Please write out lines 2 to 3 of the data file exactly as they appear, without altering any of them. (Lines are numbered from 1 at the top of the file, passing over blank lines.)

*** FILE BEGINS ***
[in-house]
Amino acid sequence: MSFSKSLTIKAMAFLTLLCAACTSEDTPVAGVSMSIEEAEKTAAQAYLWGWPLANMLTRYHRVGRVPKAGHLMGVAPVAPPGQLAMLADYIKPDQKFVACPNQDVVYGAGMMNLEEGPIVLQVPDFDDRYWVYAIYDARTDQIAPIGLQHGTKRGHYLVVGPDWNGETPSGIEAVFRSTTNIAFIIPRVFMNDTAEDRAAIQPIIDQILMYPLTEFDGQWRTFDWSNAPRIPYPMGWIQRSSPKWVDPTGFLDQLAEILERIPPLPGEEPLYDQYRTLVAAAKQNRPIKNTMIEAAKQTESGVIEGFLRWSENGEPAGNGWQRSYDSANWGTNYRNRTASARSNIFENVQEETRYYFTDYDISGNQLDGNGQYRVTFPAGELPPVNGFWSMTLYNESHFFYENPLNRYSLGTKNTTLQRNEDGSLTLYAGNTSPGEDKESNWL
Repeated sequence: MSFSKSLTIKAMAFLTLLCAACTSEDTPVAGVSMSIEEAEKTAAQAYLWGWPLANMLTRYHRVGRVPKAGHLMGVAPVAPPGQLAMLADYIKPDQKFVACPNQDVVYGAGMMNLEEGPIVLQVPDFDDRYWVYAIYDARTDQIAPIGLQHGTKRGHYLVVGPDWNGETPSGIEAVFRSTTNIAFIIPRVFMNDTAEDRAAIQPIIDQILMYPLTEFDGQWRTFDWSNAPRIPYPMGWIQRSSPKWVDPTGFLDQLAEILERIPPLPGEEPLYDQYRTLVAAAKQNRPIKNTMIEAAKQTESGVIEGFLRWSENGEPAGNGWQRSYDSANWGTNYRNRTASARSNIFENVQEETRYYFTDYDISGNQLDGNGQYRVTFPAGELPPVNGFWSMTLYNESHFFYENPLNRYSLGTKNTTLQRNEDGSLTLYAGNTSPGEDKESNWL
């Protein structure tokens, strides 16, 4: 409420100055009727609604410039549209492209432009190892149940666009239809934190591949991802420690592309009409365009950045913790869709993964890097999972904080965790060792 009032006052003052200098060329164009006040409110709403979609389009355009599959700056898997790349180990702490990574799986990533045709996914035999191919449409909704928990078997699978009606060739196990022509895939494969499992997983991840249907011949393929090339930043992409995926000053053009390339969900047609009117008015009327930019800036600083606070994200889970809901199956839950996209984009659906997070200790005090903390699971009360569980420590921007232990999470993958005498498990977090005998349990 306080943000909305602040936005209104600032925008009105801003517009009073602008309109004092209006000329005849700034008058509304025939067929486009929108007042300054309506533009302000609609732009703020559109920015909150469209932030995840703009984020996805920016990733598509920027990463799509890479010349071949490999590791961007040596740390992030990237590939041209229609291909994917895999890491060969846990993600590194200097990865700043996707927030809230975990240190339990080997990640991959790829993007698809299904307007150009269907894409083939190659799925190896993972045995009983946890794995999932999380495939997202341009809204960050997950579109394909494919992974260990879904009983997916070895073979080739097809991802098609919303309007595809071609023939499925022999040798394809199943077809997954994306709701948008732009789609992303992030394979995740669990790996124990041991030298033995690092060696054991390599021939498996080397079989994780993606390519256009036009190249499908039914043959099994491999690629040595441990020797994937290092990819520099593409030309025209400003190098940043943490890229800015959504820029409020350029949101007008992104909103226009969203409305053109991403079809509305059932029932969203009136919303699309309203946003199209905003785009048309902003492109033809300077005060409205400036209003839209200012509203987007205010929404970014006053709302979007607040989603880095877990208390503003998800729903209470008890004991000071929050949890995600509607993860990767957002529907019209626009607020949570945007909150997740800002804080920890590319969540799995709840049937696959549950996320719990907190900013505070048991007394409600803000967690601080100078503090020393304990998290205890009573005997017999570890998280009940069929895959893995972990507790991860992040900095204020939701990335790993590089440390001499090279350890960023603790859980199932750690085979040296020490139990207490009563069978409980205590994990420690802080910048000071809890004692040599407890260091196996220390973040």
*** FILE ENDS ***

Amino acid sequence: MSFSKSLTIKAMAFLTLLCAACTSEDTPVAGVSMSIEEAEKTAAQAYLWGWPLANMLTRYHRVGRVPKAGHLMGVAPVAPPGQLAMLADYIKPDQKFVACPNQDVVYGAGMMNLEEGPIVLQVPDFDDRYWVYAIYDARTDQIAPIGLQHGTKRGHYLVVGPDWNGETPSGIEAVFRSTTNIAFIIPRVFMNDTAEDRAAIQPIIDQILMYPLTEFDGQWRTFDWSNAPRIPYPMGWIQRSSPKWVDPTGFLDQLAEILERIPPLPGEEPLYDQYRTLVAAAKQNRPIKNTMIEAAKQTESGVIEGFLRWSENGEPAGNGWQRSYDSANWGTNYRNRTASARSNIFENVQEETRYYFTDYDISGNQLDGNGQYRVTFPAGELPPVNGFWSMTLYNESHFFYENPLNRYSLGTKNTTLQRNEDGSLTLYAGNTSPGEDKESNWL
Repeated sequence: MSFSKSLTIKAMAFLTLLCAACTSEDTPVAGVSMSIEEAEKTAAQAYLWGWPLANMLTRYHRVGRVPKAGHLMGVAPVAPPGQLAMLADYIKPDQKFVACPNQDVVYGAGMMNLEEGPIVLQVPDFDDRYWVYAIYDARTDQIAPIGLQHGTKRGHYLVVGPDWNGETPSGIEAVFRSTTNIAFIIPRVFMNDTAEDRAAIQPIIDQILMYPLTEFDGQWRTFDWSNAPRIPYPMGWIQRSSPKWVDPTGFLDQLAEILERIPPLPGEEPLYDQYRTLVAAAKQNRPIKNTMIEAAKQTESGVIEGFLRWSENGEPAGNGWQRSYDSANWGTNYRNRTASARSNIFENVQEETRYYFTDYDISGNQLDGNGQYRVTFPAGELPPVNGFWSMTLYNESHFFYENPLNRYSLGTKNTTLQRNEDGSLTLYAGNTSPGEDKESNWL